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Geoff Dolan files lawsuit against city

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Geoff Dolan

Geoff Dolan

Geoff Dolan, former Manhattan Beach city manager of 15 years, filed a lawsuit against the city of Manhattan Beach for breach of contract and invasion of privacy rights based on the city’s disclosure of records that Dolan argues were confidential. Dolan contends that the public release of the records caused him humiliation and has prevented him from obtaining employment.

Dolan also filed a suit against former city attorney Robert Wadden for professional negligence.

The lawsuit was filed Oct. 28, two months after the city rejected Dolan’s $2 million claim for damages, which he filed in May.

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In the suit, Dolan argues that the city breached his resignation and release agreement, which was created on Dec. 13, 2009, after former mayor Portia Cohen received an anonymous letter the previous month that accused Dolan of sexual harassment at a staff retreat in Pismo Beach. Dolan offered his resignation in exchange for severance pay and confidentiality, according to the suit, as the contents of the letter could potentially damage his reputation and prevent him from getting another job.

The resignation agreement states that “Dolan and the City agree not to disparage each other in any fashion either in response to any inquiries or otherwise. The parties agree that to the extent permitted by law this Agreement and its contents shall remain confidential.”

The agreement goes on to state that regarding any inquires the city receives based on Dolan’s past employment history, the city will only disclose: “dates of employment, position(s) held, and salary at the time of separation (if requested), that the separation was mutually agreed upon by both parties, that Dolan resigned to pursue other endeavors, and that the City Council is appreciative of his contributions to the community.”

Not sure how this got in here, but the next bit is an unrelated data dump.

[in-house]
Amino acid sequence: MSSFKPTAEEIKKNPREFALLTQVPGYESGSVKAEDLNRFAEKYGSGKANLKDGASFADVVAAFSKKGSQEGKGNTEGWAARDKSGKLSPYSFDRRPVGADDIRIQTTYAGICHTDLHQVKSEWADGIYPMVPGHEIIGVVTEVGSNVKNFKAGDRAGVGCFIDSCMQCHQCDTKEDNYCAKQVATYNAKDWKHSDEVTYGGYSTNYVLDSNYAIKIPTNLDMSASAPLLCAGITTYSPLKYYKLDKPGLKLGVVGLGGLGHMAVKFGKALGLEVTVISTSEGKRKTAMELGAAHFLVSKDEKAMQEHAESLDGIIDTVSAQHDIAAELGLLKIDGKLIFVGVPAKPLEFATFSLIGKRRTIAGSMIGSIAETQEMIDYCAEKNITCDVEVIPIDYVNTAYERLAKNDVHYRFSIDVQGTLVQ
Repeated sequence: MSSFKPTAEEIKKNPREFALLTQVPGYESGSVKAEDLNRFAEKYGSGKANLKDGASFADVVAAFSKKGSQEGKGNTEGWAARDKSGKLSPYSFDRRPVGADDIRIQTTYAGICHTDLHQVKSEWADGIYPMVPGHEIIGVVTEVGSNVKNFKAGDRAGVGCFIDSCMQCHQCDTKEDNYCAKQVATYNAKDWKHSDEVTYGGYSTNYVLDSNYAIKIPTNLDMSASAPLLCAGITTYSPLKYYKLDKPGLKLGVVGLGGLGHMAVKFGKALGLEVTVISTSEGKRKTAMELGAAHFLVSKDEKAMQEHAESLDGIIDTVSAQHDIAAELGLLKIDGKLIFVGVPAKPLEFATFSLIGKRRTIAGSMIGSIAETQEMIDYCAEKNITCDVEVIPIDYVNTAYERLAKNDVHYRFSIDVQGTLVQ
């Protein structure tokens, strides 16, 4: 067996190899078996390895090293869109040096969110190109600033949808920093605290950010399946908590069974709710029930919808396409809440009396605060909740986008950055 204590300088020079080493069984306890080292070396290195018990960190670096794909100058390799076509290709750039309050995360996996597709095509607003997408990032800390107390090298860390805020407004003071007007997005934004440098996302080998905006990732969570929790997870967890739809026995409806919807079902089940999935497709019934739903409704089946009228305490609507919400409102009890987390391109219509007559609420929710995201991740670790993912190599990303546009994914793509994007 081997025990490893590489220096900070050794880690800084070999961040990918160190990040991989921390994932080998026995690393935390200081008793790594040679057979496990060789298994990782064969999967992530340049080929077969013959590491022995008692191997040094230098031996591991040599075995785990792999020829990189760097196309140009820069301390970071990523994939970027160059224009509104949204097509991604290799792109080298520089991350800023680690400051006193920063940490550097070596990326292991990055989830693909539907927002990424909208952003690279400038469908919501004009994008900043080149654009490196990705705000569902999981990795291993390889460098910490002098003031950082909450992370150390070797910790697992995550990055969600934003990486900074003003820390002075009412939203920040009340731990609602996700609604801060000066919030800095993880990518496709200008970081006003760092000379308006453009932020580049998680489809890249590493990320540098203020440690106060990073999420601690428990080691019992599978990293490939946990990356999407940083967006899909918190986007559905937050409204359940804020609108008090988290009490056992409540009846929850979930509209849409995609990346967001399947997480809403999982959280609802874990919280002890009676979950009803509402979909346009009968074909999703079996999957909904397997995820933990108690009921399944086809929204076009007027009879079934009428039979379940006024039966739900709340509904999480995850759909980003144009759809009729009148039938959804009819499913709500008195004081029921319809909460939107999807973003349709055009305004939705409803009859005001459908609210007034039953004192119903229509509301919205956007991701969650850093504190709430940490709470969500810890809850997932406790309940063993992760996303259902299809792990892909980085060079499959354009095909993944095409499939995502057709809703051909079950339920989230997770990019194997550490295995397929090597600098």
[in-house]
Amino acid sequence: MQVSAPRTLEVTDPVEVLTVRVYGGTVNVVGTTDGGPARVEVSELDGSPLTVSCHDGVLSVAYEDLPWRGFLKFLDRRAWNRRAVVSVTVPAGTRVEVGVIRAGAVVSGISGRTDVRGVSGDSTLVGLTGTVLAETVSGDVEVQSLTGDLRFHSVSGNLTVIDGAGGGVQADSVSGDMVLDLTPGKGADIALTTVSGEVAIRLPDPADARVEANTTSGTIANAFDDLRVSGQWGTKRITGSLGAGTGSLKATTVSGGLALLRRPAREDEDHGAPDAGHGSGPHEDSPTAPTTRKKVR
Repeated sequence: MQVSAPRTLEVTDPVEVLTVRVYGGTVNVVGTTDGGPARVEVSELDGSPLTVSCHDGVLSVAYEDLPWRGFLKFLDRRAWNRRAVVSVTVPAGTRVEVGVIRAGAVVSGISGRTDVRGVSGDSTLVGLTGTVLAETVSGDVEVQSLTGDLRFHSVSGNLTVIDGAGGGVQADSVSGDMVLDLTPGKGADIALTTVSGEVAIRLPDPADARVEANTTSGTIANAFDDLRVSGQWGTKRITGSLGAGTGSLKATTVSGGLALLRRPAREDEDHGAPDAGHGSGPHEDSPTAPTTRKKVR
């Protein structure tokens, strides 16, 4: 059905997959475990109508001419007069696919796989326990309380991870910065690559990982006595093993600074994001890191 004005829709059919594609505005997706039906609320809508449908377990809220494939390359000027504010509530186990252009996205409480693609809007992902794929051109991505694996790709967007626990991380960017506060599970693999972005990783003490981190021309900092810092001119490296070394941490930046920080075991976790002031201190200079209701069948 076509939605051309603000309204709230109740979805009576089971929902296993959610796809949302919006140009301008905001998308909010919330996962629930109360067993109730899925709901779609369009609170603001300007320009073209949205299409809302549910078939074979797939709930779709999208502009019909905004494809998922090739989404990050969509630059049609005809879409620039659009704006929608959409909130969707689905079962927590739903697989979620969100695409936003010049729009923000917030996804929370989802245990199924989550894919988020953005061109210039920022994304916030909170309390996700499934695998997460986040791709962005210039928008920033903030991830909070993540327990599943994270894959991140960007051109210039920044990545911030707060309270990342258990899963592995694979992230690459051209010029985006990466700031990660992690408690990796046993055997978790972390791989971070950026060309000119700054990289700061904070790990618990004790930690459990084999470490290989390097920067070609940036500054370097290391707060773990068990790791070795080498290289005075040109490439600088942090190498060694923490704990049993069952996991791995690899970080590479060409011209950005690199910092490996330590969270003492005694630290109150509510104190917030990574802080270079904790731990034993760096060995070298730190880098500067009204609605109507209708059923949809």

The city believes it acted appropriately in the disclosure of the records, said City Attorney Roxanne Diaz. “We’re committed to being transparent to the public and we’re going to defend that position in the lawsuit.”

The existence of the anonymous letter was made public while Wadden was defending the city in litigation filed by open government activist, Richard McKee. McKee sued the city for violating the Brown Act by not providing appropriate public notice about a closed-session, City Council meeting to discuss Dolan’s departure. As part of a settlement with McKee, the anonymous letter was made public.

Wadden was not immediately available for comment.

Dolan argues that the contents of the anonymous letter are “completely unreliable third party hearsay” and that the city did not conduct an investigation regarding the allegations in the letter.

Diaz said the city did conduct an investigation.

Dolan demands a jury trial, according to the suit.

Three other claims have been filed against the city in recent months. Wadden filed a $1.5 million claim against the city in September for age discrimination, breach of contract, defamation and interference with economic opportunity. Two weeks ago, former Manhattan Beach police officers Eric Eccles and Kristopher Thompson, who were fired in March for their alleged involvement in an off-duty traffic collision, each filed a $10.3 million claim for damages against the city.

Diaz said the city wants to move forward. “We’re just looking forward to putting the past behind us and moving forward.”

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